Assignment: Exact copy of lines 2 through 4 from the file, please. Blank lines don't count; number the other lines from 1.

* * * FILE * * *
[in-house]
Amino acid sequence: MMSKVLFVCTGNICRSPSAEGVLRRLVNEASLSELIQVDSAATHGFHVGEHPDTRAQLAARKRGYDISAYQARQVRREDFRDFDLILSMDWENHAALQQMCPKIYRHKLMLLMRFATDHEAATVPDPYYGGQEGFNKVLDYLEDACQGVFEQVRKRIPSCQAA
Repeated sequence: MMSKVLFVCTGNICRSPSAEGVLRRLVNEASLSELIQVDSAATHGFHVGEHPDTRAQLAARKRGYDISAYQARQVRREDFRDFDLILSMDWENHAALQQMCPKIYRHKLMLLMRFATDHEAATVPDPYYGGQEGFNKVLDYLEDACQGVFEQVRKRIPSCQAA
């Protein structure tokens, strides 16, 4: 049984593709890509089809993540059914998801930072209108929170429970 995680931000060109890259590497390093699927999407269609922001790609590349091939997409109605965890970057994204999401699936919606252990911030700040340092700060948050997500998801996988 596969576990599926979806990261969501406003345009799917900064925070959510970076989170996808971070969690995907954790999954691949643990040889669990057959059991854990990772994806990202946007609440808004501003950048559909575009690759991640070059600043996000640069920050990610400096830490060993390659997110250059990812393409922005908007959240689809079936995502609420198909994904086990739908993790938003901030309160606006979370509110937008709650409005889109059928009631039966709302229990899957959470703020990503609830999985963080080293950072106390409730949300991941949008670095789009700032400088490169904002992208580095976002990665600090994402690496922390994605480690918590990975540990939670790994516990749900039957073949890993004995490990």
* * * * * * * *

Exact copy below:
Amino acid sequence: MMSKVLFVCTGNICRSPSAEGVLRRLVNEASLSELIQVDSAATHGFHVGEHPDTRAQLAARKRGYDISAYQARQVRREDFRDFDLILSMDWENHAALQQMCPKIYRHKLMLLMRFATDHEAATVPDPYYGGQEGFNKVLDYLEDACQGVFEQVRKRIPSCQAA
Repeated sequence: MMSKVLFVCTGNICRSPSAEGVLRRLVNEASLSELIQVDSAATHGFHVGEHPDTRAQLAARKRGYDISAYQARQVRREDFRDFDLILSMDWENHAALQQMCPKIYRHKLMLLMRFATDHEAATVPDPYYGGQEGFNKVLDYLEDACQGVFEQVRKRIPSCQAA
């Protein structure tokens, strides 16, 4: 049984593709890509089809993540059914998801930072209108929170429970 995680931000060109890259590497390093699927999407269609922001790609590349091939997409109605965890970057994204999401699936919606252990911030700040340092700060948050997500998801996988 596969576990599926979806990261969501406003345009799917900064925070959510970076989170996808971070969690995907954790999954691949643990040889669990057959059991854990990772994806990202946007609440808004501003950048559909575009690759991640070059600043996000640069920050990610400096830490060993390659997110250059990812393409922005908007959240689809079936995502609420198909994904086990739908993790938003901030309160606006979370509110937008709650409005889109059928009631039966709302229990899957959470703020990503609830999985963080080293950072106390409730949300991941949008670095789009700032400088490169904002992208580095976002990665600090994402690496922390994605480690918590990975540990939670790994516990749900039957073949890993004995490990």